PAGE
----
‘A Wahhabi Muslim Brotherhood’: More escalation ahead in Saudi-Iran crisis

Protesters chant slogans during a demonstration against the execution of Sheikh Nimr al-Nimr in Saudi Arabia, at Imam Hussein square in Tehran January 4, 2016. © Raheb Homavandi
What we are seeing now are Saudi efforts to build a regional bloc, a Wahhabi Muslim Brotherhood bloc, says Ali Rizk, a MidEast affairs expert. Given Saudi Arabia’s irrational policies, it’s likely that Riyadh’s current row with Iran will only escalate, he adds.

Bahrain and Sudan have followed the lead of Saudi Arabia, in cutting diplomatic relations with Iran. On top of that, the United Arab Emirates has downgraded ties with Tehran. It's the latest escalation of a sectarian row over the Saudi execution of a prominent Shia cleric, Sheikh Nimr al-Nimr.

READ MORE: Bahrain, Sudan sever ties with Iran, UAE reduces number of diplomats

RT: Iran has called the Saudi-led diplomatic breakoff a dangerous move that would only lead to further escalation of tensions. What are your thoughts on that? Are the Saudis being shortsighted here?

Ali Rizk: I wouldn’t only use the term ‘shortsighted.’ I think they are being irrational in their regional policies. And I think that in general it comes down to the policy of King Salman ever since he assumed the throne from the late King Abdullah. Ever since King Salman came to power, you have seen these extremist irrational policies. For example it was Salman who cut off any Saudi contact with the Houthis. It was during King Salman’s reign that Saudi Arabia launched war on their neighboring Yemen, a war that hasn’t accomplished anything but the further spread and expansion of the foothold of Al Qaeda, Islamic State [IS, previously ISIS/ISIL] and their affiliates in Yemen.

At the same time we have seen King Salman adopting a more sectarian policy, whereby they are trying to create a so-called Sunni bloc. But I think it’s wrong you use the word ‘Sunni.’ What I’d say is a ‘Wahhabi Muslim Brotherhood bloc.’ That’s a more appropriate wording to use, given the fact that Saudi Arabia is enhancing its ties with Turkey, which is considered to be very close to the Muslim Brotherhood…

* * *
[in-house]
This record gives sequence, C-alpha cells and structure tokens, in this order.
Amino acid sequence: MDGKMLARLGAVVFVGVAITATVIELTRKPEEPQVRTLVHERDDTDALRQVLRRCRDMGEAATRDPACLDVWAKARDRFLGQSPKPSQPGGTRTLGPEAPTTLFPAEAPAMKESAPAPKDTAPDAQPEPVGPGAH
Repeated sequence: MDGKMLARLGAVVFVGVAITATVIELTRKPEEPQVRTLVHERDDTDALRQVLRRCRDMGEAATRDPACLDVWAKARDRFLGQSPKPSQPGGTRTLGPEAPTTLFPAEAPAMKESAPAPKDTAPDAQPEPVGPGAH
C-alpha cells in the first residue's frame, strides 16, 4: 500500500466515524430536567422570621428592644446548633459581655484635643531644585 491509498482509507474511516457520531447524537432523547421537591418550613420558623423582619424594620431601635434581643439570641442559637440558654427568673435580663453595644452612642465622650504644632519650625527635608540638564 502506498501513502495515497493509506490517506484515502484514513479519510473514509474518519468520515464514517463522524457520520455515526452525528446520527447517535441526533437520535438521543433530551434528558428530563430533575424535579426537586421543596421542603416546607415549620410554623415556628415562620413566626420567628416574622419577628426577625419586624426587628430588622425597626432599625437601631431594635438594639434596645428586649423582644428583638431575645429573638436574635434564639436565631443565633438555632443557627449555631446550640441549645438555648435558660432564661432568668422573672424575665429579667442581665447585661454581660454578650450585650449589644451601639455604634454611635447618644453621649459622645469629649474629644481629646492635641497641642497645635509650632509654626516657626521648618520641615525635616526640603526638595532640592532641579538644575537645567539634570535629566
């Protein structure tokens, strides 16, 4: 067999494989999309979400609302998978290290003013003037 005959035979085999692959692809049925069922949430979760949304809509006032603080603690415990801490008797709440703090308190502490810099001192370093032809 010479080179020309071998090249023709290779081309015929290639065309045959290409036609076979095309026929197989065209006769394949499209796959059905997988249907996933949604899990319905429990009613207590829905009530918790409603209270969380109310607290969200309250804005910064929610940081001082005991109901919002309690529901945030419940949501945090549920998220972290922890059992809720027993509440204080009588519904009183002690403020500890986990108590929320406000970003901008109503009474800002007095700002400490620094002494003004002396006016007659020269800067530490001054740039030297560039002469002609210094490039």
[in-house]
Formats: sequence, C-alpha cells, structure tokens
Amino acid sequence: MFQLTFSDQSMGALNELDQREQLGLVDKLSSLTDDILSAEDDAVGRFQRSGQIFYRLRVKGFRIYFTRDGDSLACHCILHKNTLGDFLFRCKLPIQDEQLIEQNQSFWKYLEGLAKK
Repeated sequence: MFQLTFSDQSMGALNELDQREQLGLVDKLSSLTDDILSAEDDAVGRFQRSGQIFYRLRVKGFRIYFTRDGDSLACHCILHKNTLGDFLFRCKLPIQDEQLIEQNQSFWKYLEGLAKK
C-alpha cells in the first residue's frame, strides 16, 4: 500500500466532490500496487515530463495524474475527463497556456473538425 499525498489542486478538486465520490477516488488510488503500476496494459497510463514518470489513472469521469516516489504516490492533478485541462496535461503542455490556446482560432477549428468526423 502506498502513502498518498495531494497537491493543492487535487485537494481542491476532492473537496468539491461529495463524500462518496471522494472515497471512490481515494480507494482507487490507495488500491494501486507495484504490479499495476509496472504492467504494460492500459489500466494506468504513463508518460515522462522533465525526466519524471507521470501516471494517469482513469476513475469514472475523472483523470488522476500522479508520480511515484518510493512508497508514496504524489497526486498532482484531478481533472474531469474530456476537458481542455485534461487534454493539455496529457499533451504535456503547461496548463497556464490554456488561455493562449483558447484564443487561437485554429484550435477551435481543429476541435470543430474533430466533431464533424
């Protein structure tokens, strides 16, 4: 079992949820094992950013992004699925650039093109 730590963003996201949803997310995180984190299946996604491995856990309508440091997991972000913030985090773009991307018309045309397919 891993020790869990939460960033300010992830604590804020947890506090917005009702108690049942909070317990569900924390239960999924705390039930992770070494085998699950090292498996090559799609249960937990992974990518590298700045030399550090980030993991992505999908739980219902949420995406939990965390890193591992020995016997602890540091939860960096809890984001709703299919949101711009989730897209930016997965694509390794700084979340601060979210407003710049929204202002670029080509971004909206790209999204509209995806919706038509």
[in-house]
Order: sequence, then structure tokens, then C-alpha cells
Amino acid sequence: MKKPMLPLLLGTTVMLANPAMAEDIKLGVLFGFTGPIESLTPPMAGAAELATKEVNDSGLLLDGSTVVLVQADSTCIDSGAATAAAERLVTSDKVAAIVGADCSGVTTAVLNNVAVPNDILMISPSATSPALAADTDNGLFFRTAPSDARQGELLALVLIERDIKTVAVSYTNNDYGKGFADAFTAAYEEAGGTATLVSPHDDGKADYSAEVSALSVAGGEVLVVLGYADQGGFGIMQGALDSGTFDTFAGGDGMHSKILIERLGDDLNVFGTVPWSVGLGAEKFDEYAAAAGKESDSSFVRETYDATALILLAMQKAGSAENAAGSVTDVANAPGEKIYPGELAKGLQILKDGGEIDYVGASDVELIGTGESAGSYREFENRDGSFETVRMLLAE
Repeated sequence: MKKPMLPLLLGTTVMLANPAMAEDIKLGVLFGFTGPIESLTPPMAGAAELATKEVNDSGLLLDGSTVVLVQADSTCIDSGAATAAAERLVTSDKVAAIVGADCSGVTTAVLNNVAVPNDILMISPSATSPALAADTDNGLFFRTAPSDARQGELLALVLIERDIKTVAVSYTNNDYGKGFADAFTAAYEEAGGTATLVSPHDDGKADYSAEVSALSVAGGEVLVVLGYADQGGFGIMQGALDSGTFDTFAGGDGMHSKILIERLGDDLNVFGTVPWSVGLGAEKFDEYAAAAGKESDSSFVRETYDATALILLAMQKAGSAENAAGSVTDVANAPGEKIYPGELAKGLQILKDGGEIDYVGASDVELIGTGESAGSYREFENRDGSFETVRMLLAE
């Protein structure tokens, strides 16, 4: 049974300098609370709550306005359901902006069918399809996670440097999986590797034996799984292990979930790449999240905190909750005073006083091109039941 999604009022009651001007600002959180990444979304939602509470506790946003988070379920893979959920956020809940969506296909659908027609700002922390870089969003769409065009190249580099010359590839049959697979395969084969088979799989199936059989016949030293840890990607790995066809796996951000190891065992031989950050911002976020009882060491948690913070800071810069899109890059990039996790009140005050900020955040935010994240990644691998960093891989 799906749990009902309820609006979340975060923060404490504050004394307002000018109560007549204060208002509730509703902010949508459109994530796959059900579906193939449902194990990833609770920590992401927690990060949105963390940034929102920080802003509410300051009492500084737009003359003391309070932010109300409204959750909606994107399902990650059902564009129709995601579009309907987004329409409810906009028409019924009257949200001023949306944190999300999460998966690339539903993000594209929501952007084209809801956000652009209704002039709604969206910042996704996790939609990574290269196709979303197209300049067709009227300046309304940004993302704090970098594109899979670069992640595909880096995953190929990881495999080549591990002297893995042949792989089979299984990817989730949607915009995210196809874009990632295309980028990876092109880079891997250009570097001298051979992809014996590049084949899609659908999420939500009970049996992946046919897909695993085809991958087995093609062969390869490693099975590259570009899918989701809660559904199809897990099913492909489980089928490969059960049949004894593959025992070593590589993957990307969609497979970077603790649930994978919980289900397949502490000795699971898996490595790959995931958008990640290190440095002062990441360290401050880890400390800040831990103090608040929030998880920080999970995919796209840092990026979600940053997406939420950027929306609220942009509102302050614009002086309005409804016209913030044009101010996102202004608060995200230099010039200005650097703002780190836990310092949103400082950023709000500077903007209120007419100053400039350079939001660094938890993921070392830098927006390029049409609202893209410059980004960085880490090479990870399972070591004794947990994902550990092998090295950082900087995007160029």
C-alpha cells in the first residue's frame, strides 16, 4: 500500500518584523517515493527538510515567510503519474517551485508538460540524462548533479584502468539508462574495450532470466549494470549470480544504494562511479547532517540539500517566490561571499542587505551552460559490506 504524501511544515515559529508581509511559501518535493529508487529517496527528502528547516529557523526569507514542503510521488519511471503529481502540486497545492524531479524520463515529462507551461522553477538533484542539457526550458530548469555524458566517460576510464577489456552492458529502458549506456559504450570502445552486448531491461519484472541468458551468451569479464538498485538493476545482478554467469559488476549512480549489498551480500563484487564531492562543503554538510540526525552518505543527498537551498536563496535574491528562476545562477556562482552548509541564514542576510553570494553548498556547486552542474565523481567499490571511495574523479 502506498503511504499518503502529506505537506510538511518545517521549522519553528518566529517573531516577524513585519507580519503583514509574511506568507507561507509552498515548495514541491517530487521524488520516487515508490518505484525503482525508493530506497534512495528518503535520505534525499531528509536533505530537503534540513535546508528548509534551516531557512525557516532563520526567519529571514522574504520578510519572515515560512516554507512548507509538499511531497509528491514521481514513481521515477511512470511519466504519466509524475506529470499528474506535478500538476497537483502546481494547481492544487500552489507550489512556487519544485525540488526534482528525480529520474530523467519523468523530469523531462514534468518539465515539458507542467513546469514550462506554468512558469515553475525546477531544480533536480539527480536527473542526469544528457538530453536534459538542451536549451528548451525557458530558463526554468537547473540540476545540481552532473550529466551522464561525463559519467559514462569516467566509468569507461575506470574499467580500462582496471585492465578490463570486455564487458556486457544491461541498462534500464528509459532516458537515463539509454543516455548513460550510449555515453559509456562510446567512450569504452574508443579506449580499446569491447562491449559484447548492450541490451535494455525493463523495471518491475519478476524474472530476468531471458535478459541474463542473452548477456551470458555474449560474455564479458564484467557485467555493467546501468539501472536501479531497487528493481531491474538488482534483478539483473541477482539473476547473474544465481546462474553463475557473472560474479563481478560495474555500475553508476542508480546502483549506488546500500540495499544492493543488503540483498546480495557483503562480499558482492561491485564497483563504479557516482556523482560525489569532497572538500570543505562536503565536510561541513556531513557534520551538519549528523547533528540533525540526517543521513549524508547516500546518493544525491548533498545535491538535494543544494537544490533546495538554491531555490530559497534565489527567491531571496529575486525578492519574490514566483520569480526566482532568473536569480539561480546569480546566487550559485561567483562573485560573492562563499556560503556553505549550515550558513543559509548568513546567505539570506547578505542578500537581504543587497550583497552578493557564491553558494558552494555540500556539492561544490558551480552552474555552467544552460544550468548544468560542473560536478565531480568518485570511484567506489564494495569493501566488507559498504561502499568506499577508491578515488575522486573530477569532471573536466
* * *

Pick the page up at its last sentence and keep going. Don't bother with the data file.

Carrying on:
RT: What’s the next stage, do you think? Are things going to calm down or is the situation going to escalate?

AR: I don’t see any easing of the situation; I do see more escalation. The current ruling Saudi regime does not appear to show any sense of rationality. We saw the visit of the Turkish President Recep Erdogan to Saudi Arabia. It’s interesting that right after this visit we saw Saudi Arabia go ahead and escalate the [situation] by executing Sheikh Nimr al-Nimr. Now we are seeing the cutting of ties not only by Saudi Arabia but by those on Saudi Arabia’s payroll, like Bahrain and Sudan.

What we are witnessing now are further efforts by Saudi Arabia to build a regional bloc, a Wahhabi Muslim Brotherhood bloc. Possibly this block may include Israel, because we see now how Turkey is getting closer to Israel. So if you put it all into consideration you have this effort by Saudi Arabia to put together this anti-Iranian block in the region.

RT: What do you think the reaction from Washington will be?

AR: So far, the reaction of the US has been predictable. They are expressing concern; there was this phone call made by Secretary of State John Kerry to his Iranian counterpart, calling for a calming down of the situation. I do believe personally that this latest escalation by Saudi Arabia, this latest execution and igniting sectarian tensions – I don’t think they would serve the Obama administration very well. Obama is at the very end of his term and would want to end his term by reaching a political settlement, be it in Syria, in Yemen or elsewhere. One way or another Saudi Arabia’s policies are inflicting harm on the legacy Obama aims to achieve by trying to reach political settlements that would include different players in the region.

Said Sadek, a professor at the American University in Cairo, argues that Tehran and Riyadh have “painted themselves into a corner” as neither of them will benefit from an escalation.

Also, they don’t have any card to play. Should Iran attack Saudi Arabia, or should Saudi Arabia attack Iran – both sides cannot do that,” he told RT, adding that at the same time neither of them would want to “lose face and legitimacy” in the eyes of their own populations. “This is the best time for mediation,” Sadek said.

The statements, views and opinions expressed in this column are solely those of the author and do not necessarily represent those of RT.